LAS VEGAS—Don’t confuse a challenged property with a distressed one. So said panelist Erik Christopher, broker of David, Hicks & Lampert Brokerage LLC, during a session titled “Acquiring and Then Revitalizing a Challenged Center,” on Monday at ICSC’s RECon event here in Las Vegas.
“The key in looking at revitalization is opportunity,” Christopher said. “You have to look at property, understand the market it’s in and understand what the center may have been or could be.”
Moderated by Sean Burke, principal of S.T. Burke Retail Partners, panelists were asked whether “challenged” was a fair description to describe these types of retail centers. Panelists said that while accurate—since many of these types of centers have their challenges—value-add opportunities provide a more positive view.
The more difficult of the challenges are getting the city to buy in, and also keeping tenants happy, panelists said. “How do you tear down a center and rebuild it with tenants in it? You have to maintain access to it while it is a war zone,” said Bryan McFarland, principal of Alberta Development Partners LLC.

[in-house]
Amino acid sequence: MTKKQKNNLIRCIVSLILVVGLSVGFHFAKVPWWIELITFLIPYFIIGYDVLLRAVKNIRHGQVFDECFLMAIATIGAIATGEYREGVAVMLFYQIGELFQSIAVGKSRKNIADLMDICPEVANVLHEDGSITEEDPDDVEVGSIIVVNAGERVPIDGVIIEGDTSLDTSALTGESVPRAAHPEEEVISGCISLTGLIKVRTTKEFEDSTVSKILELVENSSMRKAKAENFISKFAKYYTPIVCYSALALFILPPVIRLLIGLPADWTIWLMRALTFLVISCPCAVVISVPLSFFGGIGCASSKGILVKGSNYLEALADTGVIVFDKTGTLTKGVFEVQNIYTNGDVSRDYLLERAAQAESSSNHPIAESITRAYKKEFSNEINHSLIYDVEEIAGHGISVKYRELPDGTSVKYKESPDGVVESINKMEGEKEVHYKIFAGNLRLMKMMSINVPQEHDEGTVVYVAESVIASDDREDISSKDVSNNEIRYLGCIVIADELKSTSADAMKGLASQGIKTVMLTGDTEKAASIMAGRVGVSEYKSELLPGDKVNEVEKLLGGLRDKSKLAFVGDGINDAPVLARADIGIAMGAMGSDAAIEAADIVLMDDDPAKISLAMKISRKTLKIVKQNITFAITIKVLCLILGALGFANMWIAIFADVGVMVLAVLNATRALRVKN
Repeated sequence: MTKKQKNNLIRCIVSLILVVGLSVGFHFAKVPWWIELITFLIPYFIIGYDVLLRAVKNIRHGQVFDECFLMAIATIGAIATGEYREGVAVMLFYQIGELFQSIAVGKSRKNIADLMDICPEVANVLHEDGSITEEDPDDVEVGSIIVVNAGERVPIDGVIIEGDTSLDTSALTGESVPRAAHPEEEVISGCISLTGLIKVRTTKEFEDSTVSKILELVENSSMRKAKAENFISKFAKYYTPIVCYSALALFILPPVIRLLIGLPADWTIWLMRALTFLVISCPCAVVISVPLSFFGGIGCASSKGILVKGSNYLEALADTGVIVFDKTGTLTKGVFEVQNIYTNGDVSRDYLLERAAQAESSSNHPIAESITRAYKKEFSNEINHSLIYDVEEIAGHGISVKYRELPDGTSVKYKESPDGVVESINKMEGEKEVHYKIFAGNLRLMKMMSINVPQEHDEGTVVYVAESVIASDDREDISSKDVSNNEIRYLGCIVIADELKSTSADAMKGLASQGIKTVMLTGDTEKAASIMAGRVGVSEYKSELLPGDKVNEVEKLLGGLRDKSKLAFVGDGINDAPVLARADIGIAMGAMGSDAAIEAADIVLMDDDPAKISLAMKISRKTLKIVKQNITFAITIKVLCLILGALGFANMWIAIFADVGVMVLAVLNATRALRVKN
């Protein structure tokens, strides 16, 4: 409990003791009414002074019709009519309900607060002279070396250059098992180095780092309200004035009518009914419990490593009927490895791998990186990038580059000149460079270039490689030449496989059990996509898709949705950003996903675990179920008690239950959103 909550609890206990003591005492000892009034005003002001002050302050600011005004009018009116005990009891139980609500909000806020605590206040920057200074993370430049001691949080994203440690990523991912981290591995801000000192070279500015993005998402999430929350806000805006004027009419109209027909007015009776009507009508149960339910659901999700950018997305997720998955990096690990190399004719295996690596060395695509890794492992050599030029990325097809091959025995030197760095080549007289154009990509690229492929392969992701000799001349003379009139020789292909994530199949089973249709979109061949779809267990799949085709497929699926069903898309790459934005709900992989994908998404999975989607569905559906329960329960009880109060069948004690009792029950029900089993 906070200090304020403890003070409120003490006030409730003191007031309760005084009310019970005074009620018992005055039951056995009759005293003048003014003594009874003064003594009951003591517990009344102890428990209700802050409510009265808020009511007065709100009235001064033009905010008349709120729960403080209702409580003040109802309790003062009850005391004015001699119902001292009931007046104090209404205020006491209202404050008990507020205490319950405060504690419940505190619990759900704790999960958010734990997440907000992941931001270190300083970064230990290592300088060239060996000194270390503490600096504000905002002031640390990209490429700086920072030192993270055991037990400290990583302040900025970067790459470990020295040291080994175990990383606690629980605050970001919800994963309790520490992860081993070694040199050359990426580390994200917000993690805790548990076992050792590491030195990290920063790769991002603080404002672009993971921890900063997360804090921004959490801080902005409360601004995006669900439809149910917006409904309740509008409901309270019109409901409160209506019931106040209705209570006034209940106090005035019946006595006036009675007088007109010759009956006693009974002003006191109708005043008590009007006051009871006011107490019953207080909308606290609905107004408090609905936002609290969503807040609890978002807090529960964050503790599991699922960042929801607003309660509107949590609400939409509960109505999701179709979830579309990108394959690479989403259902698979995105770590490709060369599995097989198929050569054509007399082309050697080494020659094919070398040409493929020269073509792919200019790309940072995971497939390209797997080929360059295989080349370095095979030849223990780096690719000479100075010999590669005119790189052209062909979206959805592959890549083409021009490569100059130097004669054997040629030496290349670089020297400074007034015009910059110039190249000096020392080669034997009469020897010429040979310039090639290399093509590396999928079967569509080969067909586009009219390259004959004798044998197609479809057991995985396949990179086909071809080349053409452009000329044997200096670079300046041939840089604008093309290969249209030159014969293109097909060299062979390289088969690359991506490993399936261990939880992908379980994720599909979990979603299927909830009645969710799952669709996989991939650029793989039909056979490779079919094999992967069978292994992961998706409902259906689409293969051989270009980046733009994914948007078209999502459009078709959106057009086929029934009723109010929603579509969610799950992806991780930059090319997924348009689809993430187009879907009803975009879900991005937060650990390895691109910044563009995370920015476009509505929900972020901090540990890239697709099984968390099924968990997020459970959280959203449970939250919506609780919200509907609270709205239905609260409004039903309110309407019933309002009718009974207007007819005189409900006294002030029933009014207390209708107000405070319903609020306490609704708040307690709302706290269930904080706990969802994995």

When asked what makes these centers attractive investments, Edward Coury, SVP and director of leasing at Starwood Retail Partners, points out that trophy asset cap rates are 4%, a B asset is maybe a 7% or 8% and a challenged can be more than that. Over time, if the challenged center is revitalized, “you can really capitalize on the return of investment,” he said. In addition, Coury said, “there are more opportunities out there to buy those types of assets. You have to be daring and aggressive, but the rewards are there.”
As a general rule, the equity looks forward while the debt looks backward, said Timothy J. Joyce, managing director of HFF LP. “You have to understand the story behind the asset and work with the new buyer to understand what their plan is. You need to walk the lender through the process, and at the end, you are really selling the dream.”
Most markets are fairly static in terms of population growth, so you are talking about market share and capturing dollars, explained Coury. “If a center has lost to a competitor, you have to look at what they did and how you can get it back.”
Starwood Retail Partners tends to drift towards quality, said Coury. “Don’t always default to the easy deal, because you may regret it.”
The conversation shifted to how the Internet impacts people’s life and shopping habits, and according to Coury, the Internet is growing and is a growing part of a retailer business, “but it isn’t the part of your business.” It is a complementary use, he said.
“Making the experience worth the trip when you get there is what it is all about. If you’re a static mall owner, it becomes boring and your customer gets that.”